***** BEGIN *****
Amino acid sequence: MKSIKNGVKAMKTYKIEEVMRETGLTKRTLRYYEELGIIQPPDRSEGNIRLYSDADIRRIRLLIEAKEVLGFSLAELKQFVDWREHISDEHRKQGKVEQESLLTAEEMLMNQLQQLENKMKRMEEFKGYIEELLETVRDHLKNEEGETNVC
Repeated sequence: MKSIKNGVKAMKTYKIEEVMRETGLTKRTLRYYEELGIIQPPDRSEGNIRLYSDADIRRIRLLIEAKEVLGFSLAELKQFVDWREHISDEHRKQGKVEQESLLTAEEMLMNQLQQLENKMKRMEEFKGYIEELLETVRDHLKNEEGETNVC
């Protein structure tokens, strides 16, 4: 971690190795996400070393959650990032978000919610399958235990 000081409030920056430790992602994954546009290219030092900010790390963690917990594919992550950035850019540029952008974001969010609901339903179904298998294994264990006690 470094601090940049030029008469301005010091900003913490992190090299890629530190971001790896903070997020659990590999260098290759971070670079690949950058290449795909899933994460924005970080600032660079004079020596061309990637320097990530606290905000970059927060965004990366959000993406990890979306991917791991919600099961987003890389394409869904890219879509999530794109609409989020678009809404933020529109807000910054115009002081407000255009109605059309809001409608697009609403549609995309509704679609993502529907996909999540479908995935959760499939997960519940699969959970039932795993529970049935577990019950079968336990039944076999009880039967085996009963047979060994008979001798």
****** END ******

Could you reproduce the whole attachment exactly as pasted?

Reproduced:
Amino acid sequence: MKSIKNGVKAMKTYKIEEVMRETGLTKRTLRYYEELGIIQPPDRSEGNIRLYSDADIRRIRLLIEAKEVLGFSLAELKQFVDWREHISDEHRKQGKVEQESLLTAEEMLMNQLQQLENKMKRMEEFKGYIEELLETVRDHLKNEEGETNVC
Repeated sequence: MKSIKNGVKAMKTYKIEEVMRETGLTKRTLRYYEELGIIQPPDRSEGNIRLYSDADIRRIRLLIEAKEVLGFSLAELKQFVDWREHISDEHRKQGKVEQESLLTAEEMLMNQLQQLENKMKRMEEFKGYIEELLETVRDHLKNEEGETNVC
């Protein structure tokens, strides 16, 4: 971690190795996400070393959650990032978000919610399958235990 000081409030920056430790992602994954546009290219030092900010790390963690917990594919992550950035850019540029952008974001969010609901339903179904298998294994264990006690 470094601090940049030029008469301005010091900003913490992190090299890629530190971001790896903070997020659990590999260098290759971070670079690949950058290449795909899933994460924005970080600032660079004079020596061309990637320097990530606290905000970059927060965004990366959000993406990890979306991917791991919600099961987003890389394409869904890219879509999530794109609409989020678009809404933020529109807000910054115009002081407000255009109605059309809001409608697009609403549609995309509704679609993502529907996909999540479908995935959760499939997960519940699969959970039932795993529970049935577990019950079968336990039944076999009880039967085996009963047979060994008979001798």